https://www.duolingo.com/Amy-Cookie

Tips & Tricks (Japanese)

Hi! I'd like to learn Japanese and Korean after advancing in my Spanish course. I took a look at it and I have trouble remembering the signs for the sounds. I've tried Duolingo before and attempted at learning Japanese last year but I got less motivated to do it daily because I had trouble remembering the signs. I want to take it easy this time and try again in the near future. Any tips? (This also applies for Korean)

EDIT: Thank you guys so much! I wish I could repay you guys, seriously!!! I'm surprised how many people commented, to be honest. I appreciate this a whole bunch! (And you guys helped others too, so thanks for that aswell! ) <3

2 weeks ago

40 Comments


https://www.duolingo.com/Thomas_Wesley
Thomas_Wesley
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Learning how to write the kana will probably help you remember them more easily. That was certainly the case with me! Even without consistent practice I find I can write most of them (maybe all of them?) from memory.

2 weeks ago

https://www.duolingo.com/Amy-Cookie

Thank you!

2 weeks ago

https://www.duolingo.com/_Chander_
_Chander_
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I cannot help you with Korean, but I will help you as an intermediate learner in Japanese:

Duolingo is not bad for learning a new language, but I suggest that you should learn the hiragana and katakana characters on your own to save time. For your help, there is a grammar book that may help you start off well(and it's free): https://archive.org/stream/Genki/Genki%20I%20-%20Integrated%20Elementary%20Japanese%20Course%20%28with%20bookmarks%29#page/n31/mode/2up

After you familiarise with the roots of Japanese, you must then progress onto learning the Kanji, which is obviously the most difficult task, as there are thousands of them. However, this task can be achieved much efficiently and easily if you follow this book: The Kondansha Kanji Learner's Course by Andrew Scott Conning. This will help you to learn the many Kanji characters that you will need to achieve a high level of fluency. You can also download the book as a pdf.

I hope this would help you.

2 weeks ago

https://www.duolingo.com/doceteme
doceteme
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Thank you

2 weeks ago

https://www.duolingo.com/Ningyo.M

thank you for sharing it

2 weeks ago

https://www.duolingo.com/KittyBlossom0802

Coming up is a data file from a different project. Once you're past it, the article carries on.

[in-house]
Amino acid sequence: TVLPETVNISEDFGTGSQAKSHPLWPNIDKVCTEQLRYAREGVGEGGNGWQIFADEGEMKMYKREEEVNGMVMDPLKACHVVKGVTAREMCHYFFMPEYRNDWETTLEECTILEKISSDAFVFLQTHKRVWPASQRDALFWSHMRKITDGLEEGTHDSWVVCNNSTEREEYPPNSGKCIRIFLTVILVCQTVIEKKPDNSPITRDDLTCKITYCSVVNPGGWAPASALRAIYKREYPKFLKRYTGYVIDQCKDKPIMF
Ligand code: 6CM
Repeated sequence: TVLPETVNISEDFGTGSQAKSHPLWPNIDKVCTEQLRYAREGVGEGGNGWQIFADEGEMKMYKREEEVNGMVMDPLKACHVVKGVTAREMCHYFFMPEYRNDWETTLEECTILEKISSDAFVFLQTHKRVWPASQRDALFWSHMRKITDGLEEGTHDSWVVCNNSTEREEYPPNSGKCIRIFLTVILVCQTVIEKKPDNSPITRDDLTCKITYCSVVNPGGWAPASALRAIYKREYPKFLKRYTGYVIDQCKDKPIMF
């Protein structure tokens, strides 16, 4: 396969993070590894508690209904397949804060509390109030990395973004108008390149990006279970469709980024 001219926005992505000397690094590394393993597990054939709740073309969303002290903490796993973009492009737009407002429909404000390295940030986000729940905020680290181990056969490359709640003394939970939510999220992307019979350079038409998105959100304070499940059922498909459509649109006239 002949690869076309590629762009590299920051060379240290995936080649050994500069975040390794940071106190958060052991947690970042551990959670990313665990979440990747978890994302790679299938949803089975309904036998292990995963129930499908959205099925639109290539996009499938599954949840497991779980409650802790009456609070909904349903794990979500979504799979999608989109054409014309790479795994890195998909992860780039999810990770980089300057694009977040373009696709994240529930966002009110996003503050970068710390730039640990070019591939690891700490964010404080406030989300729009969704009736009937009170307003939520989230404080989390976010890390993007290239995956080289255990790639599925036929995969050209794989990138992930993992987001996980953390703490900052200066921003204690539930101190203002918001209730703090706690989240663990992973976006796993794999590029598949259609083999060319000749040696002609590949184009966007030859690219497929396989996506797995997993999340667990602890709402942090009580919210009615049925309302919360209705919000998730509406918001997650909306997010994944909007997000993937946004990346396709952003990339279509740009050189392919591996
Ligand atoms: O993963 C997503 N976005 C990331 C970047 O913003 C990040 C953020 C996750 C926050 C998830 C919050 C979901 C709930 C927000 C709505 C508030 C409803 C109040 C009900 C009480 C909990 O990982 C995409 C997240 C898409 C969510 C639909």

Wow! Awesome link. Thank you. I've been searching for this book for ages. ありがとうございました. ^^

2 weeks ago

https://www.duolingo.com/_Chander_
_Chander_
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Your welcome:)

2 weeks ago

https://www.duolingo.com/Mimi584157

Thank you so much!!

2 weeks ago

https://www.duolingo.com/Amy-Cookie

Thank you!!!

2 weeks ago

https://www.duolingo.com/MartinPerk9

So a tip is to try not to learn all of the symbols at once. That's what I did with Hiragana and is doing so with Katakana. I try to remember 5 new symbols a day with 2 apps called Hiragana Pro and Katakana Pro. There really good and helped me a lot about learning them.

If you want try to remember 1 set at a time. So remember all the A's like, KA, SA, NA, TA and WA.

2 weeks ago

https://www.duolingo.com/_Chander_
_Chander_
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This is one way you could learn, but I learned in sets of constant consonant: for example, ka,ki,ku,ke,ko and so on. This was much easier to memorise, according to my experience, because you know that there are a maximum of five characters in each set

2 weeks ago

https://www.duolingo.com/Amy-Cookie

Thank you, I'll try to maybe combine both ways in the future!

2 weeks ago

https://www.duolingo.com/Amy-Cookie

Thank you! I'll definitely try that.

2 weeks ago

https://www.duolingo.com/KittyBlossom0802

Learn Korean for a year , then start Japanese . This will help a lot in understanding grammar .

2 weeks ago

https://www.duolingo.com/Amy-Cookie

Noted, thanks!

2 weeks ago

https://www.duolingo.com/Jacob310885

Honestly, the only tip I can give you is to keep reviewing the basics until you eventually get it. I have been learning Japanese for almost a year and only until recently did I get past Hiragana. Also, listening to Japanese music, and just getting exposed to the language as much as possible will help. Good luck buddy.

2 weeks ago

https://www.duolingo.com/Amy-Cookie

Noted, thanks! :)

2 weeks ago

https://www.duolingo.com/Ningyo.M

here is what has worked for me

about kana, use flash cards, master one row (K,R,N...) each day. when you are done, have flash cards with you and review them at any tiny spare time you have, like when you are waiting for a bus or sitting in a car... and have the complete chart printed on like an A4 paper and put it on the wall next to your bed. by seeing them over and over again, you won't forget.

about kanji, I suggest first you only learn the strokes. for example memories that 女 is woman then, when you know what the kanji is when you see it, then learn おんな means woman. or do it vice versa, I mean first learn the meaning then look for the kanji. learning the strokes of a kanji, the list of its onyomi, the list of its kunyomi, and several meanings at the same time can be real pain.

2 weeks ago

https://www.duolingo.com/Amy-Cookie

Thank you so much! c:

2 weeks ago

https://www.duolingo.com/escaprism
escaprism